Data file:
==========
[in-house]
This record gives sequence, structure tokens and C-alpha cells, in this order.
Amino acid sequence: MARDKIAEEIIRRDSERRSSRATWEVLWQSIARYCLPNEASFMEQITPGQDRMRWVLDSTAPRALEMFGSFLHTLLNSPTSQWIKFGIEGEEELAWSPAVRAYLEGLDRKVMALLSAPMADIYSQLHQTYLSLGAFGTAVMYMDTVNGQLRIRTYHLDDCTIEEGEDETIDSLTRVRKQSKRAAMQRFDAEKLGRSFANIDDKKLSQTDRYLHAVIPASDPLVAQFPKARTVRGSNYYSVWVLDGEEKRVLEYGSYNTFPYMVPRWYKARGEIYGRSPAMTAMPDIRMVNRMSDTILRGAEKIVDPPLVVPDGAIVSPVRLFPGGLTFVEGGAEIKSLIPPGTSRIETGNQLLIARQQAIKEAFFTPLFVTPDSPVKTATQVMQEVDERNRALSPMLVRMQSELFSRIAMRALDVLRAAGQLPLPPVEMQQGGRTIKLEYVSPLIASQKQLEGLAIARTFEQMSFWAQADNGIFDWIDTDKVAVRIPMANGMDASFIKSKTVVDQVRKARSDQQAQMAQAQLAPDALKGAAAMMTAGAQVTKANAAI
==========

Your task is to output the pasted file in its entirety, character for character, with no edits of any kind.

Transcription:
[in-house]
This record gives sequence, structure tokens and C-alpha cells, in this order.
Amino acid sequence: MARDKIAEEIIRRDSERRSSRATWEVLWQSIARYCLPNEASFMEQITPGQDRMRWVLDSTAPRALEMFGSFLHTLLNSPTSQWIKFGIEGEEELAWSPAVRAYLEGLDRKVMALLSAPMADIYSQLHQTYLSLGAFGTAVMYMDTVNGQLRIRTYHLDDCTIEEGEDETIDSLTRVRKQSKRAAMQRFDAEKLGRSFANIDDKKLSQTDRYLHAVIPASDPLVAQFPKARTVRGSNYYSVWVLDGEEKRVLEYGSYNTFPYMVPRWYKARGEIYGRSPAMTAMPDIRMVNRMSDTILRGAEKIVDPPLVVPDGAIVSPVRLFPGGLTFVEGGAEIKSLIPPGTSRIETGNQLLIARQQAIKEAFFTPLFVTPDSPVKTATQVMQEVDERNRALSPMLVRMQSELFSRIAMRALDVLRAAGQLPLPPVEMQQGGRTIKLEYVSPLIASQKQLEGLAIARTFEQMSFWAQADNGIFDWIDTDKVAVRIPMANGMDASFIKSKTVVDQVRKARSDQQAQMAQAQLAPDALKGAAAMMTAGAQVTKANAAI